A Consumer Advocate Responds to Greenspan
Testifying to the Financial Crisis Inquiry Commission, former Fed Chairman Alan Greenspan and former Citigroup executives Robert Rubin and Charles Prince passed the buck. Rubin and Prince said they could not have understood Citigroup’s extraordinary exposure to the housing market or recognized the risk the bubble posed any earlier. And Greenspan poured water on the idea that he could have done more to diminish the housing bubble, saying he was “quite active in pursuing consumer protections for mortgage borrowers.”
Diane E. Thompson, a lawyer with the National Consumer Law Center, begs to differ. As part of the Federal Reserve’s Consumer Advisory Council, she and other consumer advocates alerted him to the looming crisis in mortgages starting in the early 2000s. We spoke earlier today; the interview transcribed below is lightly edited for length and clarity.
Greenspan’s testimony seemed to contradict even the Fed’s own reports on the housing bubble.
I was surprised to read what he said, because he articulated a view that’s been thoroughly discredited over the past several years. There was no meaningful regulation [in housing by the Fed] between 2000 and 2008. Statements were issued, but they weren’t binding — they were advisory and worked around the edges of the problem. Plus, there weren’t even any such statements during the height of the crisis! When things were gathering steam and hens were coming home to roost, the Fed did nothing. And it did nothing despite the fact that many consumer advocates were warning about loans in the subprime market. He says that he believed the sub-prime market was so small it wouldn’t matter to the broader economy. But obviously it did.
I also found it interesting that he said the problem was the *demand *for those loans. To some extent I agree with him. There was demand for these loans, of course, but had there been meaningful restrictions in place, this would not have become the crisis it did. The Fed finally put those restrictions into place in 2008.
The other point that struck me was his description of how involved the Fed was. He has cited the Consumer Advisory Council, but it was created by statute. The Consumer Advisory Council doesn’t exist by the good of the Fed’s heart. The years I served on it, it was dominated by industry. The Fed governors would say, “We have all these meetings with the Consumer Advisory Council! We get an interchange of views!” But my experience was that it was difficult to get consumers heard.
And the crisis was easier to see from the end-user, consumer side of it than the banking side?
The problem was obvious to those of us who worked in the communities where the housing bubble originated, particularly the African-American and Latino communities that were just obliterated by subprime lending. I think that there was this understanding that this was a minority-community problem — deplorable, but not exportable to the rest of the economy. That was wrong.
How often and how strongly did the Consumer Advisory Council warn the Fed about the housing bubble?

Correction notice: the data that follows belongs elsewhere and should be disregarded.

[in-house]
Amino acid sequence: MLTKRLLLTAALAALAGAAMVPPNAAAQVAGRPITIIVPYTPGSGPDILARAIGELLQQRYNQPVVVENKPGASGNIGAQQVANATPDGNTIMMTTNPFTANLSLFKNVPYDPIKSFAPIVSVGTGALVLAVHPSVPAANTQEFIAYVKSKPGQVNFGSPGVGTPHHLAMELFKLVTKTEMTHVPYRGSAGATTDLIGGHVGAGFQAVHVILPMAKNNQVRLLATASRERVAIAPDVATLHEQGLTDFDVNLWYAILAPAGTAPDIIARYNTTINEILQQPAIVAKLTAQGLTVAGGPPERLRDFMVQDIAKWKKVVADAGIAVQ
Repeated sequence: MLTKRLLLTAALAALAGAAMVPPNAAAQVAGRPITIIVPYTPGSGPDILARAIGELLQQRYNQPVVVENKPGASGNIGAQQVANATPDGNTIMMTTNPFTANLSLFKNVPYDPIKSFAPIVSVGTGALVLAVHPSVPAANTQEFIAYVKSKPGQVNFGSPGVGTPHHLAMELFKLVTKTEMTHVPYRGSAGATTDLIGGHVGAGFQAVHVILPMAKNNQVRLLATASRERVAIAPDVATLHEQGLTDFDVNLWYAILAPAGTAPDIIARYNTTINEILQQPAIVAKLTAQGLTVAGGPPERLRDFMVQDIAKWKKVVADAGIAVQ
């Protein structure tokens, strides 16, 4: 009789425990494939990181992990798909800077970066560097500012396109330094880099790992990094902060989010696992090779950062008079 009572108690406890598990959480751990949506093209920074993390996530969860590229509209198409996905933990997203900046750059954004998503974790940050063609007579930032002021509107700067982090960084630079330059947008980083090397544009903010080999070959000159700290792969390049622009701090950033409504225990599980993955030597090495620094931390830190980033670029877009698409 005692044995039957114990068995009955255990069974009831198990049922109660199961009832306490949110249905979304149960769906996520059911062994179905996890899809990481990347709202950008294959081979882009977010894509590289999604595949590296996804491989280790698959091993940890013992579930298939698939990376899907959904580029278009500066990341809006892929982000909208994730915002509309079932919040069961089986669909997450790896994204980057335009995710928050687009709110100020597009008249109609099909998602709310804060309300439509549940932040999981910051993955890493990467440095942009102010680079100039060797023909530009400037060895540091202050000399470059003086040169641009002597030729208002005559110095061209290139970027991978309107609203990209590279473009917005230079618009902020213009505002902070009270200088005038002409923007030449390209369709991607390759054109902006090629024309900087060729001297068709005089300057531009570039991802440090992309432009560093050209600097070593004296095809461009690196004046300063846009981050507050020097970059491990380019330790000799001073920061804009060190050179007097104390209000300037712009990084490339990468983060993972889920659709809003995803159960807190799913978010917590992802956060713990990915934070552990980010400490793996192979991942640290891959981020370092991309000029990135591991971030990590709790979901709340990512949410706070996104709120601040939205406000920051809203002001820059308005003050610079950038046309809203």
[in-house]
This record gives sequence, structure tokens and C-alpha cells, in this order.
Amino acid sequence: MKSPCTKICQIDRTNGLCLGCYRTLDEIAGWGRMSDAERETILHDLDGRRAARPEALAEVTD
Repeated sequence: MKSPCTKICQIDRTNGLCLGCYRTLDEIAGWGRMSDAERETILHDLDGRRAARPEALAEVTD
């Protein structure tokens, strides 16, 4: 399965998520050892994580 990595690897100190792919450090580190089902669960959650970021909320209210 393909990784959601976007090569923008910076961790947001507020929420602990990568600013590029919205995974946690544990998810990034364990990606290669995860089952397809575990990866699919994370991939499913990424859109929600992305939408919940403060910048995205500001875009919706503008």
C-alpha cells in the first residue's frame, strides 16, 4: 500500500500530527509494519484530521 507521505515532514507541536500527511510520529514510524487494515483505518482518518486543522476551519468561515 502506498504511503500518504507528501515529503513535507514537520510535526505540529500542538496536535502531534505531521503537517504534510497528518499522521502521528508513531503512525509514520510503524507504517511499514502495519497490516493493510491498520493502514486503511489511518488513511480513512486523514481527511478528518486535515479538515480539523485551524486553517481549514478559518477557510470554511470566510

The council meets three times a year, and I was on it for three years, in 2003, 2004, and 2005. I know that during my time on it, as well as before me and after me, there were consumer advocates who said, “There are problems in the subprime market, and they could impact the entire mortgage market and the entire economy.“
That isn’t to say — I will not claim to have predicted the financial meltdown. To be honest, I was shocked, because I assumed that investment bankers had a better grasp of risk management. But, I know for years before I came on, and for years after I went off, at least from 2001 to 2007, at every meeting, people said, “There are problems in the subprime market. These policies aren’t promoting home ownership. If anything, they’re going to end up doing the opposite.”
I have heard statements from Greenspan in the past two years that seem to me more reflective of the role the Fed played and more cognizant of the fact the Fed missed signs of the crisis, which he did not say here.
What else surprised you in the testimony?
I was surprised at the attack on the GSEs [government-sponsored enterprises, Fannie Mae and Freddie Mac]. I was particularly surprised that he said that the banks weren’t the problem, but that the GSEs were. They got into the subprime boom late — and they aren’t what is driving the current foreclosure crisis. They contributed to the volume for some bad loans, but so did the large banks.
And so ultimately, as a consumer advocate…
There’s an assumption that runs throughout his testimony that these toxic products were in fact affordable products that increased home ownership. That continues to be a popular view among bankers. If you get rid of these toxic products you will reduce homeownership; these products help increase homeownership. That is contrary to all of my experience. There is just a weird tautology in saying there wasn’t a problem in the origination of the loans, but the demand for them.
There’s tremendous demand for cocaine — it would be like saying the issue isn’t the sale of cocaine, but the fact that there’s tremendous demand for cocaine. It is just bizarre. Can you imagine our drug enforcement focusing exclusively on drug users rather than drug dealers?